Protesters outside of Mercy Hospital St. Louis on Sunday protest a policy to require employees to get vaccinated.
Charles Wagstaff likes to water the plants lining the patio of Pizza Head on South Grand. It’s not his patio or his restaurant — he just does it.
Armed with translucent gloves and a face mask, the 88-year-old tends to the well-kept patio that lies under the second-floor apartment he has called home for 30 years. And he wears those gloves when he goes on the bus, too.
“I wear the gloves because everybody touches the overhead rail and the poles, just trying to take care of me and everybody I come in contact with,” Wagstaff says.
It’s an ethos that officials urged people to adopt as St. Louis and St. Louis County returned to mask mandates
on Monday in hopes of curbing a new surge of COVID-19 cases. As of Monday, those aged five and older, with some exceptions, are required to wear masks indoors and on public transportation in the city and county.
“We came together once to protect each other, and I’m confident we can do so again,” St. Louis Mayor Tishaura Jones said Monday at a news conference.
But not everyone sees mask-wearing in the same way as Wagstaff. Political opponents of Jones and St. Louis County Executive Sam Page immediately announced plans to fight new mandates. Attorney General Eric Schmitt filed a suit against the city and county, claiming that the public health orders were “unacceptable and unconstitutional.”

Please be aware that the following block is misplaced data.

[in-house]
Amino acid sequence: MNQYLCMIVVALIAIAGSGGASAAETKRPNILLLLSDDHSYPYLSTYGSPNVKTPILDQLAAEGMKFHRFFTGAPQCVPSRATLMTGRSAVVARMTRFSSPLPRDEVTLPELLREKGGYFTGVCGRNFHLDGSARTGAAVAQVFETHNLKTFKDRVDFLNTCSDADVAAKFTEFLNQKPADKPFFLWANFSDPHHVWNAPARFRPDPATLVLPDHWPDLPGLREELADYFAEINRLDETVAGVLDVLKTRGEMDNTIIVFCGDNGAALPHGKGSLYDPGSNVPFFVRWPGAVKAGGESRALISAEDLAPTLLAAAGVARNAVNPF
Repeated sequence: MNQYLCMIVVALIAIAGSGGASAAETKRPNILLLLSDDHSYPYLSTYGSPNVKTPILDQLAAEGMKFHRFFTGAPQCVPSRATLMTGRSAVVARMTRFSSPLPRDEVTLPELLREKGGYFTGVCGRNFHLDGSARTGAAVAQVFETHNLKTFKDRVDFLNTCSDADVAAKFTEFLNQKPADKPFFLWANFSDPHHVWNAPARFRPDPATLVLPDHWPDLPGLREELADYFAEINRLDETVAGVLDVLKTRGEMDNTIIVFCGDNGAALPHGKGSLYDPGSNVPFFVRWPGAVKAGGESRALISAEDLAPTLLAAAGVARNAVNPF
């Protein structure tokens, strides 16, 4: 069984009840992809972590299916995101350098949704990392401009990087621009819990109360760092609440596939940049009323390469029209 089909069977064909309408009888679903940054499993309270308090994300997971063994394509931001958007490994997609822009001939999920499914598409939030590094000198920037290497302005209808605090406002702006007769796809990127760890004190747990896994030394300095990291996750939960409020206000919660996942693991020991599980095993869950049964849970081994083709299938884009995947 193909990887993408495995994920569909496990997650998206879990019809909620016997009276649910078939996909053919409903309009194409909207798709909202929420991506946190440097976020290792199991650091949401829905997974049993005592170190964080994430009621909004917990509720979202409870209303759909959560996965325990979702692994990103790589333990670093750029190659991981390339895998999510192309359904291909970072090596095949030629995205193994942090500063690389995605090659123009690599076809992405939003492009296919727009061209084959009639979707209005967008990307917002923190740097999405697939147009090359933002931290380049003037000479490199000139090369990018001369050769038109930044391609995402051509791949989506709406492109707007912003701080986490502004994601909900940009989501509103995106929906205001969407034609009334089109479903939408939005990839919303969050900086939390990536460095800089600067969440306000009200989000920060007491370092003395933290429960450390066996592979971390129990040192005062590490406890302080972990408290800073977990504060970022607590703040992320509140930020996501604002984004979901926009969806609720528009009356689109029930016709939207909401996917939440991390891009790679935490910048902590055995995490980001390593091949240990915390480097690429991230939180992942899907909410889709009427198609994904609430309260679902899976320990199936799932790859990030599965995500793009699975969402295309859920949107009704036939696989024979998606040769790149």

It was another sign of the divide that persists across the region and state, even as outbreaks of the delta variant have turned Missouri into one of the country’s COVID hotspots.
In Creve Coeur, Conway Road at North Ballas is usually calm on Sunday nights. The intersection borders Mercy Hospital St. Louis, and aside from night-shift traffic, you might see a few pedestrians from the wealthy St. Louis suburb.
But this past Sunday night, the intersection was blaring.
Hundreds of demonstrators lined sidewalks equipped with anti-vaccine posters, Gadsden flags and a stretched banner advertising a COVID conspiracy site. There were chants and recitations of the Pledge of Allegiance.
The demonstrators were there, according to organizer Meaghan Hagen, to protest Mercy’s upcoming vaccination requirements for all employees.
“I cannot believe that in the United States of America, we have people that are having to choose between an experimental medication or their job,” Hagen says.
Mercy announced the new requirement as the delta variant of COVID-19 rapidly spread throughout the state, according to a news release on July 7.